There has been a slow but steady rise in the number of Chinese nationals permanently operating businesses in Nepal. It is estimated that about 120,000 Chinese tourists travel to Nepal. One of the most dramatic changes reflecting this are the number of signs in Chinese characters at tourist locations. There has been an increased number of Chinese language programmes in schools and institutes along with the rise in Chinese arrivals, mostly initiated by the Chinese Embassy in Kathmandu. 

Way forward

There is a vivid portrayal of Nepal’s dependence on India for almost every commodity. The dependence has been sharply increasing in the last decade in all categories including agricultural produce, poultry and other basic necessities. Only 40 percent of the population has access to electricity. This is a very sad state of affairs, especially considering that Nepal has a huge hydropower potential. Nepal is in the midst of an energy crisis with crippling power cuts and rising dependency on fossil fuels.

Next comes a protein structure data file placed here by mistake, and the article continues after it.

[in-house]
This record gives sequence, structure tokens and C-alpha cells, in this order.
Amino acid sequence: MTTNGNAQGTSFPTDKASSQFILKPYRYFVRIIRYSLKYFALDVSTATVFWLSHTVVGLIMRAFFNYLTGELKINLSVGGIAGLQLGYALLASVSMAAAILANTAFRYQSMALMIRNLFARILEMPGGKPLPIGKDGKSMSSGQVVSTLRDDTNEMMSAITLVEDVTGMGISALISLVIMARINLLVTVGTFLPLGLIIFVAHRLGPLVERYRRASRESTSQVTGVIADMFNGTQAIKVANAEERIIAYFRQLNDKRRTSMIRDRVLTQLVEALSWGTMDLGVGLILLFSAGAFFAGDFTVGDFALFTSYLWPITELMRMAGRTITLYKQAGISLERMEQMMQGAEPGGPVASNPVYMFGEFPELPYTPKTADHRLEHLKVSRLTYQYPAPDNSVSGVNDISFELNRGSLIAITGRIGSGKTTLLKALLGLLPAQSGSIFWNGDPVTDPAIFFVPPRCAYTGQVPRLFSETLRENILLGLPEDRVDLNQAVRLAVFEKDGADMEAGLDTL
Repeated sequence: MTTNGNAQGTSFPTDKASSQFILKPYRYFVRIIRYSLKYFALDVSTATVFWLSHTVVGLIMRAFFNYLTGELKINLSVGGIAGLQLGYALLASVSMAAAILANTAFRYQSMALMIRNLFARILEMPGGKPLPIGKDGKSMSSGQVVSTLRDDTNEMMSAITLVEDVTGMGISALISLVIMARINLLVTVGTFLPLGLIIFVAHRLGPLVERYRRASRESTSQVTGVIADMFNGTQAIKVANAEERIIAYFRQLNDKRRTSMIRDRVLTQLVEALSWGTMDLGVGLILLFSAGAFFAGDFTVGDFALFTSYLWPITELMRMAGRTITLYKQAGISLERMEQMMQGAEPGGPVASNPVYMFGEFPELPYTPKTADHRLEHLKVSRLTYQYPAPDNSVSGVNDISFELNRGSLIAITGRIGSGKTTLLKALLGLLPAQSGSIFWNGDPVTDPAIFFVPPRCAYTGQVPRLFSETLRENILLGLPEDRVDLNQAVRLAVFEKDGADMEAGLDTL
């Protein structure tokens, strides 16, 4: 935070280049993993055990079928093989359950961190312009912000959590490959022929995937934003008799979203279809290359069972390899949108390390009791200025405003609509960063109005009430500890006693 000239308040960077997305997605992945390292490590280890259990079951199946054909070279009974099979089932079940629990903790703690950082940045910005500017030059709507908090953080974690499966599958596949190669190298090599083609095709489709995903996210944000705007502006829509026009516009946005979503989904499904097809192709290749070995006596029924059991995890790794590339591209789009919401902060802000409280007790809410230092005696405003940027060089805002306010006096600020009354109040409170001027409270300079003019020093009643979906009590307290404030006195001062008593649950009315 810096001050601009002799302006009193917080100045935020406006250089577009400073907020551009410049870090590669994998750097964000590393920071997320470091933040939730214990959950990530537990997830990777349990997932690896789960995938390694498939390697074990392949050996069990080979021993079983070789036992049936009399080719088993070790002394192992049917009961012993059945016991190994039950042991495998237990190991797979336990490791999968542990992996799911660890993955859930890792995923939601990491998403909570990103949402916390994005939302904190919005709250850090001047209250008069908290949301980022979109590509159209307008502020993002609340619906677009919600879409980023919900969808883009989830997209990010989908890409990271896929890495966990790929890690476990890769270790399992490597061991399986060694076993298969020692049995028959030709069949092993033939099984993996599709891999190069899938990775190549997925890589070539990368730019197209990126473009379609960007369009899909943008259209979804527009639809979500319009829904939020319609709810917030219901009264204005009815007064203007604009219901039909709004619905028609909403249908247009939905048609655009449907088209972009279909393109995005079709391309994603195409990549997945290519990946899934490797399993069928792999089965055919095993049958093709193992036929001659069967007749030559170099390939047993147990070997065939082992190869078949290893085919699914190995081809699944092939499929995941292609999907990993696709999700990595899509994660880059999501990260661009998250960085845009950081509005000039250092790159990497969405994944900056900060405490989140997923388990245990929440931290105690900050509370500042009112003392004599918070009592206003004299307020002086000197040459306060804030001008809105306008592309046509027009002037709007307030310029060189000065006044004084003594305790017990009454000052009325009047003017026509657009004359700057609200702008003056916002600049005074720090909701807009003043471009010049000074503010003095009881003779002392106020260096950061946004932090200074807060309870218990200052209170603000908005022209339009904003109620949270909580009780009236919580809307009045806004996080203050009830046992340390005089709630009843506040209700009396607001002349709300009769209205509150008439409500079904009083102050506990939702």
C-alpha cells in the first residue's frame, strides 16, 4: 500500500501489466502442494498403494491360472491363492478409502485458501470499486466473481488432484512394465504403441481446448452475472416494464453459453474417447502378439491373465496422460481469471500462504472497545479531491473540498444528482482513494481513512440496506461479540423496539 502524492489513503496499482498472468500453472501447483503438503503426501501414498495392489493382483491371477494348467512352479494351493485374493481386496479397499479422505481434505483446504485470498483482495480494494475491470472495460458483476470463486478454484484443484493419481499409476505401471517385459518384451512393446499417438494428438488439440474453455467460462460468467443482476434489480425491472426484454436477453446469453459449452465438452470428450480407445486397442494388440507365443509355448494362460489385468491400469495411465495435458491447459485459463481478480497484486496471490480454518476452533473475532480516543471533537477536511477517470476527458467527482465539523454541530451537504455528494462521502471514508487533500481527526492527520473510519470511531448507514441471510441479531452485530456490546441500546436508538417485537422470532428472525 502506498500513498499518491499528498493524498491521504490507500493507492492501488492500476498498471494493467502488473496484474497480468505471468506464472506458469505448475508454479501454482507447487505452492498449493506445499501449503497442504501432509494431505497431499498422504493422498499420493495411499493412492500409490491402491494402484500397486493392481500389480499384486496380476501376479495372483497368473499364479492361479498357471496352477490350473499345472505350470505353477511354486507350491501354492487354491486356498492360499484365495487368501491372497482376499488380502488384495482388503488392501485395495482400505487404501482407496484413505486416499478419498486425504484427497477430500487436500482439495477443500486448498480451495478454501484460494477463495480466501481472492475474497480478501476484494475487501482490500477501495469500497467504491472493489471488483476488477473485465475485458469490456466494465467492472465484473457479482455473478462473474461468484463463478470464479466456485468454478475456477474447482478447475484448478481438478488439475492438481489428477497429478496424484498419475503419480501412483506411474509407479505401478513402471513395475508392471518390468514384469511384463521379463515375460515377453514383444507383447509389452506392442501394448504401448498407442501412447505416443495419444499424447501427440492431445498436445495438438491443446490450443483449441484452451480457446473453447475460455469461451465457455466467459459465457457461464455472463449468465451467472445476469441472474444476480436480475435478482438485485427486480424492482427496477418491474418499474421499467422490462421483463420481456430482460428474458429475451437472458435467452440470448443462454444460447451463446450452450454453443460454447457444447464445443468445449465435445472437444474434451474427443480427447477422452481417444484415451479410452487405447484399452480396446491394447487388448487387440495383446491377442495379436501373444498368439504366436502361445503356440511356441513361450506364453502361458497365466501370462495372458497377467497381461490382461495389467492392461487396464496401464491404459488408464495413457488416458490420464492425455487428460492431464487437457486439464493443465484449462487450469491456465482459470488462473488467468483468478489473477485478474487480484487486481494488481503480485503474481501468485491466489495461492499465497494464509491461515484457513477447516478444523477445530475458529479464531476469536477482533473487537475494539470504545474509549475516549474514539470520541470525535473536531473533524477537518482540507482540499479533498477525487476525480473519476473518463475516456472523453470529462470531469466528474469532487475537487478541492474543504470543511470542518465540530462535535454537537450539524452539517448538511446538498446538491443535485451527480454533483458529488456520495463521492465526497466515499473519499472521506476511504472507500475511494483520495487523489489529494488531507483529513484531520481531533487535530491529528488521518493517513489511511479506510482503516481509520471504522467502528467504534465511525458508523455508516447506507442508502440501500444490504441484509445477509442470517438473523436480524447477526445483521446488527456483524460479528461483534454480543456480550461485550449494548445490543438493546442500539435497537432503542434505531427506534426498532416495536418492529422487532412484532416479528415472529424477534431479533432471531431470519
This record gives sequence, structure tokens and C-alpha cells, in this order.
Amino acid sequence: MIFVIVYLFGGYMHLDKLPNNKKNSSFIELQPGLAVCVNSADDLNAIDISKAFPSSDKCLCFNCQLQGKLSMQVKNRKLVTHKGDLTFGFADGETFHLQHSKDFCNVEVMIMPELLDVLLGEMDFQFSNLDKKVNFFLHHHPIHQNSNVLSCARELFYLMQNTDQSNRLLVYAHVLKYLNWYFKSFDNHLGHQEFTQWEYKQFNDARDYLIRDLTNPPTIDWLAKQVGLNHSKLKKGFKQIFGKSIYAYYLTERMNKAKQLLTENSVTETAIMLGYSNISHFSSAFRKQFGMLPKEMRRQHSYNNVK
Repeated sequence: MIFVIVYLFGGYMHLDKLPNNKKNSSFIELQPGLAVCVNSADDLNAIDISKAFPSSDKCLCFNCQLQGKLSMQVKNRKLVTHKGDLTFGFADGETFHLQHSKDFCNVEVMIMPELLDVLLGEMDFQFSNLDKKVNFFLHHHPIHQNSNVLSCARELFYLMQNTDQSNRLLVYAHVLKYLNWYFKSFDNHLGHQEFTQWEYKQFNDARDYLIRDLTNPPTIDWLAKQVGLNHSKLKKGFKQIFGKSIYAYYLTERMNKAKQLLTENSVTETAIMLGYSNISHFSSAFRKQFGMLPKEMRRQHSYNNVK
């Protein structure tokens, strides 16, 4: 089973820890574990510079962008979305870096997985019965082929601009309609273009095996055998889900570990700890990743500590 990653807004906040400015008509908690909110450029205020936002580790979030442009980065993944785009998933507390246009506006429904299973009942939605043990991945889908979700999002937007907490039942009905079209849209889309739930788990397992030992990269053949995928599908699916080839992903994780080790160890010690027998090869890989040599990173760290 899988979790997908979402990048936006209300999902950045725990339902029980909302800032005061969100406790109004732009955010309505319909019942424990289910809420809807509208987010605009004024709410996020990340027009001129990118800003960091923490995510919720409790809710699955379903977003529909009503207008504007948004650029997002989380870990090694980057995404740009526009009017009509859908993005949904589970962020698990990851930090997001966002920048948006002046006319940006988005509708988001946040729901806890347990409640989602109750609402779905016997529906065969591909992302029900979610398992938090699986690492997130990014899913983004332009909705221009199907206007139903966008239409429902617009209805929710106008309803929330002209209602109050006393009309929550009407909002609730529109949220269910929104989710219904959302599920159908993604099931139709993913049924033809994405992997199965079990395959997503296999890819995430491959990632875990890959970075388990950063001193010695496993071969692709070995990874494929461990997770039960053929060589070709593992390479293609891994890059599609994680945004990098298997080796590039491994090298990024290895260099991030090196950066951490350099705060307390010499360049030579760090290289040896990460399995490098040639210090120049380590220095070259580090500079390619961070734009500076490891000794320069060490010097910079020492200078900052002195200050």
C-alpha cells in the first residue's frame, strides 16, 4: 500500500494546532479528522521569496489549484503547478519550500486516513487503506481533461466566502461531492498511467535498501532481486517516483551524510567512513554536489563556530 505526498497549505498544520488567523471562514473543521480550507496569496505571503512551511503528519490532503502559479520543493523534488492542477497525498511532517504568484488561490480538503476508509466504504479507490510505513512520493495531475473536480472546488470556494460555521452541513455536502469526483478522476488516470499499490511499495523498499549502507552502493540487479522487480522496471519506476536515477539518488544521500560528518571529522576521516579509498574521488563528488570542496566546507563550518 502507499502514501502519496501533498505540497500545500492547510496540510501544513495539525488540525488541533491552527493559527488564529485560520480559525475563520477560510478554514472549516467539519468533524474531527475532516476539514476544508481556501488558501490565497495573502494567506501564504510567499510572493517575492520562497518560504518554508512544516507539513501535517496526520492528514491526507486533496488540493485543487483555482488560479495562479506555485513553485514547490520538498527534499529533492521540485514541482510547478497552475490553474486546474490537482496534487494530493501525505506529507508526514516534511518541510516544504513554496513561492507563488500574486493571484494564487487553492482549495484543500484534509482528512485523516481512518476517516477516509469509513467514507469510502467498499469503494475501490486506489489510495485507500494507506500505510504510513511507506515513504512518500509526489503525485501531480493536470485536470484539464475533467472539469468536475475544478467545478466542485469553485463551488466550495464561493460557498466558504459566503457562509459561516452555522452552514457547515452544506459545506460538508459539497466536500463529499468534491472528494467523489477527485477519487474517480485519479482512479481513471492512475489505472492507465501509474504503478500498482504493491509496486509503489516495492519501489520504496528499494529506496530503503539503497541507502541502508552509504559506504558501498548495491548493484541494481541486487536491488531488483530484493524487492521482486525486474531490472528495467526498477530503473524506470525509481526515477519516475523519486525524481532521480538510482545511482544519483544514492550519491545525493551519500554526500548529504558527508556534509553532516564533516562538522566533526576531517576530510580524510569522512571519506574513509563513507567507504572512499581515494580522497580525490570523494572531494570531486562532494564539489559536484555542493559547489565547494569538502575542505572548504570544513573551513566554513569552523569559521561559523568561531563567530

To a layperson, modern India’s need to secure water seems to be tantamount to all forms of its diplomatic relations with Nepal. Exploitation and misinterpretation of the Madhes Movement culminated in a blockade meant to weaken the willpower of the Nepali people in order to what can only be presumed as an effort to establish a receptive government which shall, in due course, ensure that India has exclusive rights to the water resources. If the federal government will not grant such a treaty, it seems the provinces are being sculpted geographically to facilitate the same. There have been echoes in the halls of power considering Nepal as a “buffer state” against what South Block claims to be the expanding arms of China. This psychological fear of Chinese influence has placed Nepal at the receiving end of many excessive reactions by New Delhi.